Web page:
COVID vs. Concerts: How Concert Culture is Reshaped in a Pandemic


Jake Nelson

A famous concert venue, The Hawthorne Theater, in Portland, Oregon closed due to COVID-19

Concerts are indefinitely postponed across the country. With ticketing agencies and venues facing financial uncertainty, many have chosen to postpone rather than cancel, leaving many concert go-ers wondering how they can get their money back, if at all.

As a school in a city known for its music, Seattle University students have long enjoyed the shows and historic venues that the city of Seattle has to offer but now find themselves scattered across the world due to COVID-19.

Many in the music industry are wondering how the pandemic will affect concerts in the coming years.

Seattle U Senior Psychology major Lisa McGuire has worked at the two Showbox locations for the last ten years. The Showbox, which is up for sale, is just one of the many venues currently feeling the strain of the economic reality that COVID-19 has presented.

“For the Showbox specifically, I think this is going to really affect the sale of [the venue],” McGuire said. “I know there’s a lot of fear that [the Showbox is] going to shut down within our little community. I know there’s a lot of fear for people who have been working there for 12, plus, years, and that’s all they’ve known.”

For people that have only worked in the music industry, finding other employment may be difficult if the music industry faces pandemic-fueled restructuring in the near future.

“I think there’s a lot of panic. If [the music industry] doesn’t come back then what are we going to do? Some people don’t have a lot of other skills,” McGuire said. “A lot of the behind-the-scenes guys, that’s all they know, loading gear and putting stuff together. I don’t really know what to expect, it’s scary.”

The Showbox, according to McGuire, hasn’t canceled any events and is instead postponing them. She seems confident that artists will return when they’re able.

“Everything is postponed, and that’s not because of the venue, it’s more Axis [the ticket company] has said it’s postponed, but I think they’re being hopeful,” McGuire said. “It’s usually a contract between the venue and a ticketing company. Everything is postponed, but that’s probably because they don’t want to refund everybody’s money right away.”

Sydney Root, a senior nursing student major, is currently on standby-unemployment from The Crocodile, another iconic Seattle music venue.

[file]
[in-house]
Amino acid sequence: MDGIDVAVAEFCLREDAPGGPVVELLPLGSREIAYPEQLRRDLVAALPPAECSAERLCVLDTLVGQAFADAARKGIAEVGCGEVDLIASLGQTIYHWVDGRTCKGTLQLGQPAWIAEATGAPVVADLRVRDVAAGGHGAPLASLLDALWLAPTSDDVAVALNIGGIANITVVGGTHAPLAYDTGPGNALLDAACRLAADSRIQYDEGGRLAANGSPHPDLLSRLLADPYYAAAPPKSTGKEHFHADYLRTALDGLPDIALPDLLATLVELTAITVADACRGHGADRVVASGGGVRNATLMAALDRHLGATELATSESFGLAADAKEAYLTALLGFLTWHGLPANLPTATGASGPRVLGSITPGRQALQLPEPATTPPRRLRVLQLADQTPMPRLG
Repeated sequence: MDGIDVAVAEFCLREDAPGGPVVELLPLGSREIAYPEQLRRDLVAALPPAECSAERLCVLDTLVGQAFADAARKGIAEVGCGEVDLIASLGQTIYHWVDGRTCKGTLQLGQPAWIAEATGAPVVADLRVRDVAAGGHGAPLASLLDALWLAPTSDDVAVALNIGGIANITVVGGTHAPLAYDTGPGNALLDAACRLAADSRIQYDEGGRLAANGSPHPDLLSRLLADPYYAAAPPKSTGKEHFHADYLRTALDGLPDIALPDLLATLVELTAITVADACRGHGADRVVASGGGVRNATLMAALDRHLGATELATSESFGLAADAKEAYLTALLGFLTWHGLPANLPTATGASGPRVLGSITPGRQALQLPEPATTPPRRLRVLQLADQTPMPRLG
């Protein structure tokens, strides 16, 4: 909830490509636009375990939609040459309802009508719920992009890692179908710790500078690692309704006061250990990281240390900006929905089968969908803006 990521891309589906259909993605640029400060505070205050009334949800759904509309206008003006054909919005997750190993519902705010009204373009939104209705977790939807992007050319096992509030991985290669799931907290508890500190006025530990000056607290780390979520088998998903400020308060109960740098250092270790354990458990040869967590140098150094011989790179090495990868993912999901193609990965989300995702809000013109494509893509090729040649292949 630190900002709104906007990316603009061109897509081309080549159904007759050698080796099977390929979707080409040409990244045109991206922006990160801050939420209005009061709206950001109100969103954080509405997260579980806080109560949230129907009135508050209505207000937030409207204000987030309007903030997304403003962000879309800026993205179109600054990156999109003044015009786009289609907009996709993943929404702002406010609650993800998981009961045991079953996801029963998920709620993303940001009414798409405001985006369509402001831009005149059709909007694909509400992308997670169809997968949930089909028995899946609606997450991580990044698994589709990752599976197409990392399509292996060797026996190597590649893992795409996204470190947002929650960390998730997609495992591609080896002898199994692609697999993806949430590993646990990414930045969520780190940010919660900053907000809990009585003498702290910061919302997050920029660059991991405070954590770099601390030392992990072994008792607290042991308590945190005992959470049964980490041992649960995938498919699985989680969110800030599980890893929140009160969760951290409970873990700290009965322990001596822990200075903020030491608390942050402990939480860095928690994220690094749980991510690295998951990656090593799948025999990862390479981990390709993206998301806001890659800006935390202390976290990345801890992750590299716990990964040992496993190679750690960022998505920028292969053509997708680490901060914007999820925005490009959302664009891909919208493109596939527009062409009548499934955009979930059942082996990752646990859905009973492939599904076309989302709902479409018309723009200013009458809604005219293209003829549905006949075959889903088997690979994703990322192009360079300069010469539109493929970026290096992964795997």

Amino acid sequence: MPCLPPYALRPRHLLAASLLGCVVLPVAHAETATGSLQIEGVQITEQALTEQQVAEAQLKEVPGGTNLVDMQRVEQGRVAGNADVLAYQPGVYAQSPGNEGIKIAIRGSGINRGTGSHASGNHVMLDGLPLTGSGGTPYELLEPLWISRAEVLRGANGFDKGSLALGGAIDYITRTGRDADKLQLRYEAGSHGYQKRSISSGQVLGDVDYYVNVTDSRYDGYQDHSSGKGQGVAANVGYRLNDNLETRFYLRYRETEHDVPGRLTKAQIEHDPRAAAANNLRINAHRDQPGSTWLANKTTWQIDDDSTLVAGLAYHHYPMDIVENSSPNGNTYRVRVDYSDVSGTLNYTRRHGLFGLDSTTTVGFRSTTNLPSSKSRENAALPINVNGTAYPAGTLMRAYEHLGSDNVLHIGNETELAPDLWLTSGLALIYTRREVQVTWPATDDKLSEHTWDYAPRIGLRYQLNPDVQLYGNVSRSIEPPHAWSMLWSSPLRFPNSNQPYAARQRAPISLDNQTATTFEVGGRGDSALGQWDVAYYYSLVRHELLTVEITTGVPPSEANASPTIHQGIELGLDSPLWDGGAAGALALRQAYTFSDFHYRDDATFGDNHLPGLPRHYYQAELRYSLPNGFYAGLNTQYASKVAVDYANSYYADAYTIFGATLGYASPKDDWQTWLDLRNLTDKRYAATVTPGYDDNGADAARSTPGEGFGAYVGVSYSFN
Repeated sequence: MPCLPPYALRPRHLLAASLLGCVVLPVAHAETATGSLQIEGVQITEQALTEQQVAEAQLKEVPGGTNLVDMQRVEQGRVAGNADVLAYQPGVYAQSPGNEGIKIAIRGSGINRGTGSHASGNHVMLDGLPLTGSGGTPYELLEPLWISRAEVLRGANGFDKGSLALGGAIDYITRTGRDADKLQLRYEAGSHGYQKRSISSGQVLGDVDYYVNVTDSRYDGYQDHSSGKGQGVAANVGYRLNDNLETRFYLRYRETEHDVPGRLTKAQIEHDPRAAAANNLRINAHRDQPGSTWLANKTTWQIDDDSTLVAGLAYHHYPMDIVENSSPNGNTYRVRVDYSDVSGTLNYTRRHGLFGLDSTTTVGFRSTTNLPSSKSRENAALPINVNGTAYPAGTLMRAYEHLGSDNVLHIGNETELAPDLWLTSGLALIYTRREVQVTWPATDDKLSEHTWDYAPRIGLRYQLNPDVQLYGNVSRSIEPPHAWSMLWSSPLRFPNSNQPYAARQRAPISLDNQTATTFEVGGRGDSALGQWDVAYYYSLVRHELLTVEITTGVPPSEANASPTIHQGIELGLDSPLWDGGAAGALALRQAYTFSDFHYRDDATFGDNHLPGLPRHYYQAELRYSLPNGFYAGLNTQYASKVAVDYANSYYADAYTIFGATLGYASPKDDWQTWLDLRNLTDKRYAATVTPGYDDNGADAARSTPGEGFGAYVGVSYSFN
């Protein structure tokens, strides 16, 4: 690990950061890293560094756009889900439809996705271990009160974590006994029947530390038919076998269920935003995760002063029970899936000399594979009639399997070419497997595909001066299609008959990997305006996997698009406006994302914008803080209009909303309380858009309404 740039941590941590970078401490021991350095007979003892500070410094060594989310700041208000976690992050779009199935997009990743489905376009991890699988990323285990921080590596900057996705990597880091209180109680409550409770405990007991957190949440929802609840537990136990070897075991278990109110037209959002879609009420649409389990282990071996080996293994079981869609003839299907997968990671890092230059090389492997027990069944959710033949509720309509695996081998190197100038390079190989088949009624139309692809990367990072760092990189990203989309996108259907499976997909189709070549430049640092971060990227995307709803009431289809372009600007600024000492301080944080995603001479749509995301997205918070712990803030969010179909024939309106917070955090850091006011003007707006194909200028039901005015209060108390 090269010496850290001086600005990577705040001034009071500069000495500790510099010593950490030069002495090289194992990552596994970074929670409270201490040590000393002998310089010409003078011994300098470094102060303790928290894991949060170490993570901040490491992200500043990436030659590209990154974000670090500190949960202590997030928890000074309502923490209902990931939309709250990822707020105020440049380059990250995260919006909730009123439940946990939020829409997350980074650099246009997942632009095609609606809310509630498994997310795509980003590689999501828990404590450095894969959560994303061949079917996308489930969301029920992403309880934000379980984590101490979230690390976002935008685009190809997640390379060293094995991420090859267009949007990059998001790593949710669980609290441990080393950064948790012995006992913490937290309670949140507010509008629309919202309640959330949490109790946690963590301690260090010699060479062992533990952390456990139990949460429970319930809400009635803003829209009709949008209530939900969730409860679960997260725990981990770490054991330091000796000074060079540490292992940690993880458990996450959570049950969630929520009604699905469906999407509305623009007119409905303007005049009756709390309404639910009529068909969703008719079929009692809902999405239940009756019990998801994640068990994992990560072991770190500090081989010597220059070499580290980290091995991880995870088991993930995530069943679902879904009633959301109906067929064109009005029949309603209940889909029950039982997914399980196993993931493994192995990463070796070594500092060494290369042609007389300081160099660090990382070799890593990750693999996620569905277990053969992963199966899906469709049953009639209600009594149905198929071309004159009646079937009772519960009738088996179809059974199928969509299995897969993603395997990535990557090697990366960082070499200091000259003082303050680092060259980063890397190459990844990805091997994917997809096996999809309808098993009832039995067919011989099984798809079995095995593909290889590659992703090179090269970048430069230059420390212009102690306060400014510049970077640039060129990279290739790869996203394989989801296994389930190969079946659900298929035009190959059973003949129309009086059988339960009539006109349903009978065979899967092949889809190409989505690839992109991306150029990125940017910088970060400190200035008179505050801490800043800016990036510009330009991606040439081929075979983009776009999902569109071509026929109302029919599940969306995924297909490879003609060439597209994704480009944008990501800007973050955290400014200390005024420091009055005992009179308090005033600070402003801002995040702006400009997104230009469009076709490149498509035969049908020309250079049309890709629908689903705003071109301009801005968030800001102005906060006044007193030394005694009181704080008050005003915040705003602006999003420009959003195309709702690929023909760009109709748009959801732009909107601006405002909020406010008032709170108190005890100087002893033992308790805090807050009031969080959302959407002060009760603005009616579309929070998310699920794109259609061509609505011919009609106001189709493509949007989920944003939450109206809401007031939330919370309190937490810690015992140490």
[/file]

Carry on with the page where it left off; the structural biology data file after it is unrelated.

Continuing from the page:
“There’s a mix of postponed and canceled. I don’t think anyone that works there got laid off, everyone still has their job secured theoretically, if we can reopen,” Root said. “It’s obviously really sad and confusing for people who work in the music industry, also for people who enjoy going to live shows. It’s very complicated because we want to keep people as safe as possible.”

Jake Nelson
The box office of The Crystal Ballroom in Portland, Oregon.

As a nursing student, Root comes at the changes due to the pandemic with an educated perspective. She finds both conflict and consensus between her aspirations as a nurse and as a music lover.

“When I think of people as patients, I want to take whatever measures I can to make them as safe as possible, but obviously, me as an employee and me as a music lover, it’s sad to see that we won’t be able to have live music like we did,” Root said.

Chloe Wells is a senior psychology student at Fort Lewis College in Durango, Colorado, and is also facing disappointment in the face of concert cancellations. Wells frequents the Red Rocks Park and Amphitheatre in the summers, a venue known for its iconic outdoor amphitheatre in Denver, Colorado. With all their concert dates now up in the air, her last college summer is on standby. She was also preparing for EDC Las Vegas, which has been postponed until October.

“I’m bummed. I get it because of the circumstances, but I’ve been saving for it, preparing for it…I have a ton of concert tickets, so I’m nervous for the rest of the summer,” Wells said. “I was supposed to go to a concert on April 1 which was the first thing that got canceled, which started the whole train of disappointment.”

With refunds up in the air, Wells sees the outcome as a reflection of which ticket company to trust and support in the future.

“If I don’t get refunded, I’ll just know which companies not to support anymore,” Wells said. “The money has already been spent so that’s not going to affect me, it’ll just tell me who to support in the future.”

Different venues are taking different approaches. Wells says she admires EDC for their decision to postpone. Red Rocks still has yet to officially cancel shows, with postponement still up in the air.

“None of the shows I’m going to [at Red Rocks] have been officially cancelled. I’d rather have it cancelled so I can get all my grief over with now, instead of just hoping for something that won’t happen,” Wells said. “I really liked that EDC postponed to such a drastic date, and that at least gives me more hope than holding out for a concert in July.”

The only certainty moving into the summer is uncertainty, and the fate of venues, ticketing companies, and many jobs, exist within the gray area that is COVID-19 precautions.